Jacob Roberts: It's kind of like a fault line, you know, in geological sense. Like in the Pacific Northwest, the idea that these tectonic plates are pushing into each other and creating all this pressure, and that is building up and building up. And eventually, the longer it takes to have an earthquake, the worse the earthquake is going to be. So, it's a similar thing with the forests, where the more fuel you let accumulate there and the more you stop even, you know, what would've been random natural burns, right?
Like a lightning strike might cause small forest fires if nobody intervened, but we're intervening for all of those fires basically. And the next time that one happens and we don't respond fast enough, or it goes out of control, it's going to burn a lot more, it's going to hurt a lot more people. And on top of that, like we're actually building towns and cities, you know, that are encroaching into these forests, and, you know, so when the next Big Blowup happens, more people are potentially are at risk.
Lisa Berry Drago: This whole period of Pincho-esk firefighting and the 10:00 AM Rule, there were people trying to point out that their method was not realistic. Universal suppression was a pipe dream.
Stephen Pyne: So, even as the 1910 fires are blowing up in August, 1910, there's a counter argument being mustered being a group that became known as Light Burners, who suggested that instead of following that kind of European model, we really should emulate American Indians who regularly burned, under-burned most of the woods, not all of them, and used fire very widely in grasslands, and shrub-lands, and, and forests. And if we emulated them, we would have a much better policy.
Alexis Pedrick: Remember how Teddy Roosevelt and Gifford Pinchot looked out at the vast, uninhabited American West and saw a blank wilderness theirs for the taking, well, that too was an obvious fantasy. Because we all know that there were in fact already people who had inhabited that land for thousands of years. And guess what? They'd been managing fires just fine throughout that whole time. Bill Tripp is the Director of Natural Resources and Environmental Policy for the Karuk Tribe of Native Americans in Northwest, California.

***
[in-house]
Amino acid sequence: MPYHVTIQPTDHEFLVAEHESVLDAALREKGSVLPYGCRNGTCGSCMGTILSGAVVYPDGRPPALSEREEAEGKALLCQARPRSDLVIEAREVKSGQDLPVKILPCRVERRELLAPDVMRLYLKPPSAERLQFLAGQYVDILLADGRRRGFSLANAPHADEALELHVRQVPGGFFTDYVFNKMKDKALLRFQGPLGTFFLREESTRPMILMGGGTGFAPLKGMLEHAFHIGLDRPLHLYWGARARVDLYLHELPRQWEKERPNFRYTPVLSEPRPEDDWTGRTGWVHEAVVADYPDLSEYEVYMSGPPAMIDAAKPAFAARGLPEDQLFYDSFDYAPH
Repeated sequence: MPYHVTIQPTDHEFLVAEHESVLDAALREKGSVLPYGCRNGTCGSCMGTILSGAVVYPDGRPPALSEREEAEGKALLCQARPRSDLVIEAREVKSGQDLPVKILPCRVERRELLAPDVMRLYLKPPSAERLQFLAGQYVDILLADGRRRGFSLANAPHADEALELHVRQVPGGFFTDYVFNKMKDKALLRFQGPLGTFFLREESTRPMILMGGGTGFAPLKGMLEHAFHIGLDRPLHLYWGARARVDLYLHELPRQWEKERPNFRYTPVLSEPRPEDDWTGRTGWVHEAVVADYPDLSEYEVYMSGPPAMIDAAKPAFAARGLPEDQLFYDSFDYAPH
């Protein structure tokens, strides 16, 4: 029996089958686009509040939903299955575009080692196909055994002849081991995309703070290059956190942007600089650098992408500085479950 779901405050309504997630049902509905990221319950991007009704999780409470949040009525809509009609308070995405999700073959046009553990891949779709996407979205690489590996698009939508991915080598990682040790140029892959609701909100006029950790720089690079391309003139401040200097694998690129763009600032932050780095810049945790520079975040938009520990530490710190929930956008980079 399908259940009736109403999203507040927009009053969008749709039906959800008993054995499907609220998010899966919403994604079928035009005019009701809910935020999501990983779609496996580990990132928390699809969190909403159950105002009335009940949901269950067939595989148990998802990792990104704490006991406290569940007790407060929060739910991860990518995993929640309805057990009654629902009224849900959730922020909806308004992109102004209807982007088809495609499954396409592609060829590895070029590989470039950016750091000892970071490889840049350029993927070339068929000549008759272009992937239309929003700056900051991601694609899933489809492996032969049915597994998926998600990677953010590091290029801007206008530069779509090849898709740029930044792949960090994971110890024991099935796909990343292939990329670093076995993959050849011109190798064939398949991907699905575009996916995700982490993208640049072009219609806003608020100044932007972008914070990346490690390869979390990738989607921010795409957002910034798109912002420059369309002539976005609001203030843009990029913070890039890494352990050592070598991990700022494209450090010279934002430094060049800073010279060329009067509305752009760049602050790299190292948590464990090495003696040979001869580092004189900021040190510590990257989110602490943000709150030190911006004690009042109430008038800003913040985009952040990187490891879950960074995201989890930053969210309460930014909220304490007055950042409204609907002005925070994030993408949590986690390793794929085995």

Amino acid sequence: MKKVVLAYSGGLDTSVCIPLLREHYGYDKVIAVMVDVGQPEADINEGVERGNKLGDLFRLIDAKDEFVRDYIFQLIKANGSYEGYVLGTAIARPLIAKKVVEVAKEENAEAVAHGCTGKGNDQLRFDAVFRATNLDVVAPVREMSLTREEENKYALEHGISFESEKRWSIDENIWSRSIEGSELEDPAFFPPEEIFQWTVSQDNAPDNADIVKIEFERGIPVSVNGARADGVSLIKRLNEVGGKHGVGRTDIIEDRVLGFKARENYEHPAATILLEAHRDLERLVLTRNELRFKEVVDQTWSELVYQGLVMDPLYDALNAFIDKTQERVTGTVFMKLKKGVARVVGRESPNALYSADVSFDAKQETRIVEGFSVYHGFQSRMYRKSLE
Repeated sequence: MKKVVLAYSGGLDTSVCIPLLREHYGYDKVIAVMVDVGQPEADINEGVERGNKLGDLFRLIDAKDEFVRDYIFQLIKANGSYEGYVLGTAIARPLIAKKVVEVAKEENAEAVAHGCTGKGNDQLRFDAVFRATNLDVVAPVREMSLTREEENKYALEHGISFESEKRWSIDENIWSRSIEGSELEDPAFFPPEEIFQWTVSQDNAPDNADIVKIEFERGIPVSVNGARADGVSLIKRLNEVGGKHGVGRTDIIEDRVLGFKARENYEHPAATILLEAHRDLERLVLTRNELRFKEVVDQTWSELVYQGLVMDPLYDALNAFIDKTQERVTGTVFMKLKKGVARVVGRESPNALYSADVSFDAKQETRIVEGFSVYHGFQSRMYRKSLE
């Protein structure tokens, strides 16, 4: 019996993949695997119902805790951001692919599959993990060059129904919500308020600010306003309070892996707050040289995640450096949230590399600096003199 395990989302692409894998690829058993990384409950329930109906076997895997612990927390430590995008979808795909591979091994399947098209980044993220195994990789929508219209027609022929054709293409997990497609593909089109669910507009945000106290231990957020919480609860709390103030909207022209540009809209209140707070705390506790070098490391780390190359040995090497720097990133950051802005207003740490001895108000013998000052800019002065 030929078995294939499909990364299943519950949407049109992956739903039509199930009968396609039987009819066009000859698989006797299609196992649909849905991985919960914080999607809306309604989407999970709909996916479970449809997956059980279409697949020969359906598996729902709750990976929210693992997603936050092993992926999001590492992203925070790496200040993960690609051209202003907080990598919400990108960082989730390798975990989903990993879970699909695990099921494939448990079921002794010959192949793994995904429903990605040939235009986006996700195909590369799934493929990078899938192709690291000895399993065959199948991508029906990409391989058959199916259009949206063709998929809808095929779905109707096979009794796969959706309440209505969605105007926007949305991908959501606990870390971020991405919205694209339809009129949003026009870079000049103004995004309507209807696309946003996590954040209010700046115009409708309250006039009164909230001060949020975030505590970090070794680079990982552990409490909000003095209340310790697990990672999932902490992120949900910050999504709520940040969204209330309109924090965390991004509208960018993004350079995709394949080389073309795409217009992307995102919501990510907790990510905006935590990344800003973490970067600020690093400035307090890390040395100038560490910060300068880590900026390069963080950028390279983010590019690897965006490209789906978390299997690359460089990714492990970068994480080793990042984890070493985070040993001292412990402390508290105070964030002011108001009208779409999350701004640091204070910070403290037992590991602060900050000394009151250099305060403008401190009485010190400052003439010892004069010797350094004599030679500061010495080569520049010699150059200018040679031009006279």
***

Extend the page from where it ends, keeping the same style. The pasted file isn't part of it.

Bill Tripp: Over, you know, thousands of years of, of living, um, here in Karuk territory, we became a-, adapted, uh, to how the animals benefited from fire, and how we could also benefit from fire, and that, you know, led us to fine tuning practices, uh, that we could safely use to achieve these, these beneficial effects, uh, enhancing of food, fiber and medical resources while also having things burn frequently enough to where we're relatively protected from wildfire occurrence.
Lisa Berry Drago: Native American, like the Karuk, practice burning regularly, both as part of ceremonial practice and also as a way to keep the forest healthy.
Jacob Roberts: Even up until European colonization, a lot of explorers wrote accounts of seeing indigenous people in both the Americas and in Australia and other parts of the world who were enacting these purposeful burns, basically to clear out shrubs and trees and make room for grassland, which then would attract large herbivores, and something like bison or buffalo, which then they could hunt. So, there's one theory that even believes that the Great Plains themselves were created and maintained by Native Americans burning trees away and allowing these enormous herds of bison to roam.
Alexis Pedrick: Which raises the question, why didn't these fire rangers like Silcox or Pinchot follow the Native American practice of controlled burning?
Jacob Roberts: So, I guess it might've been part of the, the hubris that this relatively young country, the United States, could control nature, control the environment and basically just decide what was going to happen and ignore all of history, which implied, you know, if they had bothered to look at the historical record, that it was going to burn regardless and that maybe, you know, continuing the policies of the Native Americans, you know, and a lot of the [laughs] other technologies that we stole from the Native Americans, you know, like farming practices and learning which resources were valuable and which weren't, I guess, in retrospect we probably should've paid more attention to burning as well.